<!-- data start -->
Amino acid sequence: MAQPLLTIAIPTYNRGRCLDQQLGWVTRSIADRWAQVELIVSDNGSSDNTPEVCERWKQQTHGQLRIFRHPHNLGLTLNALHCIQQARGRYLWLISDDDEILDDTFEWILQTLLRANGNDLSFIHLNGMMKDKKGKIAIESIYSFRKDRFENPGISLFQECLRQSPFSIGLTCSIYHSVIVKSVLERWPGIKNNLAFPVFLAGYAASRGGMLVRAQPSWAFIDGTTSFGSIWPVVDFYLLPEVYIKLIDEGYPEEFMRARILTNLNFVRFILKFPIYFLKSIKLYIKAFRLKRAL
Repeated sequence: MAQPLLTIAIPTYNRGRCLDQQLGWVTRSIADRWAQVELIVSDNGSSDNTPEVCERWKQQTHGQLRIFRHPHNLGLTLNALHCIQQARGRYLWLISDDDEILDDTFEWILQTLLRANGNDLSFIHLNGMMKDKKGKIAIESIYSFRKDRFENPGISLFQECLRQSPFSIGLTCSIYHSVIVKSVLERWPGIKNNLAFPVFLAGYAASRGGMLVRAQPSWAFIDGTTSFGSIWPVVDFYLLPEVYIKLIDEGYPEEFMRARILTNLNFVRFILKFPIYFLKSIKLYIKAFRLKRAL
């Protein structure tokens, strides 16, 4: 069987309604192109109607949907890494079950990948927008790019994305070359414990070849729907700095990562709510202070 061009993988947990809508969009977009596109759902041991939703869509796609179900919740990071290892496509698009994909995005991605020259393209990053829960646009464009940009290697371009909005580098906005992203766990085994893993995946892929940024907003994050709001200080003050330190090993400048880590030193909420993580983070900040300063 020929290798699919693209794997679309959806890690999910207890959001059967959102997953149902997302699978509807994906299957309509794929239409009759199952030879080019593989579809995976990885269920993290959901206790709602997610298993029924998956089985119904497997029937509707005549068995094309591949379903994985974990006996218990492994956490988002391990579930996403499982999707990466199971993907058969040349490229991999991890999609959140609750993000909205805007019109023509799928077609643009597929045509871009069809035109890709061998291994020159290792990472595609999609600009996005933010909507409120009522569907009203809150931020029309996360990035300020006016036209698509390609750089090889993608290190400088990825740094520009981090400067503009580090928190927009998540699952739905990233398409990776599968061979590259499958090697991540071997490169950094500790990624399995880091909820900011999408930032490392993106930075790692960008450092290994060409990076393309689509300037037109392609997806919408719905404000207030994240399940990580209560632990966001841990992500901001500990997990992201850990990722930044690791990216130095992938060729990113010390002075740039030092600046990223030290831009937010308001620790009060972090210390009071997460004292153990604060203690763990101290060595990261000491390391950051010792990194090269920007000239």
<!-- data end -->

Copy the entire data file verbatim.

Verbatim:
Amino acid sequence: MAQPLLTIAIPTYNRGRCLDQQLGWVTRSIADRWAQVELIVSDNGSSDNTPEVCERWKQQTHGQLRIFRHPHNLGLTLNALHCIQQARGRYLWLISDDDEILDDTFEWILQTLLRANGNDLSFIHLNGMMKDKKGKIAIESIYSFRKDRFENPGISLFQECLRQSPFSIGLTCSIYHSVIVKSVLERWPGIKNNLAFPVFLAGYAASRGGMLVRAQPSWAFIDGTTSFGSIWPVVDFYLLPEVYIKLIDEGYPEEFMRARILTNLNFVRFILKFPIYFLKSIKLYIKAFRLKRAL
Repeated sequence: MAQPLLTIAIPTYNRGRCLDQQLGWVTRSIADRWAQVELIVSDNGSSDNTPEVCERWKQQTHGQLRIFRHPHNLGLTLNALHCIQQARGRYLWLISDDDEILDDTFEWILQTLLRANGNDLSFIHLNGMMKDKKGKIAIESIYSFRKDRFENPGISLFQECLRQSPFSIGLTCSIYHSVIVKSVLERWPGIKNNLAFPVFLAGYAASRGGMLVRAQPSWAFIDGTTSFGSIWPVVDFYLLPEVYIKLIDEGYPEEFMRARILTNLNFVRFILKFPIYFLKSIKLYIKAFRLKRAL
């Protein structure tokens, strides 16, 4: 069987309604192109109607949907890494079950990948927008790019994305070359414990070849729907700095990562709510202070 061009993988947990809508969009977009596109759902041991939703869509796609179900919740990071290892496509698009994909995005991605020259393209990053829960646009464009940009290697371009909005580098906005992203766990085994893993995946892929940024907003994050709001200080003050330190090993400048880590030193909420993580983070900040300063 020929290798699919693209794997679309959806890690999910207890959001059967959102997953149902997302699978509807994906299957309509794929239409009759199952030879080019593989579809995976990885269920993290959901206790709602997610298993029924998956089985119904497997029937509707005549068995094309591949379903994985974990006996218990492994956490988002391990579930996403499982999707990466199971993907058969040349490229991999991890999609959140609750993000909205805007019109023509799928077609643009597929045509871009069809035109890709061998291994020159290792990472595609999609600009996005933010909507409120009522569907009203809150931020029309996360990035300020006016036209698509390609750089090889993608290190400088990825740094520009981090400067503009580090928190927009998540699952739905990233398409990776599968061979590259499958090697991540071997490169950094500790990624399995880091909820900011999408930032490392993106930075790692960008450092290994060409990076393309689509300037037109392609997806919408719905404000207030994240399940990580209560632990966001841990992500901001500990997990992201850990990722930044690791990216130095992938060729990113010390002075740039030092600046990223030290831009937010308001620790009060972090210390009071997460004292153990604060203690763990101290060595990261000491390391950051010792990194090269920007000239």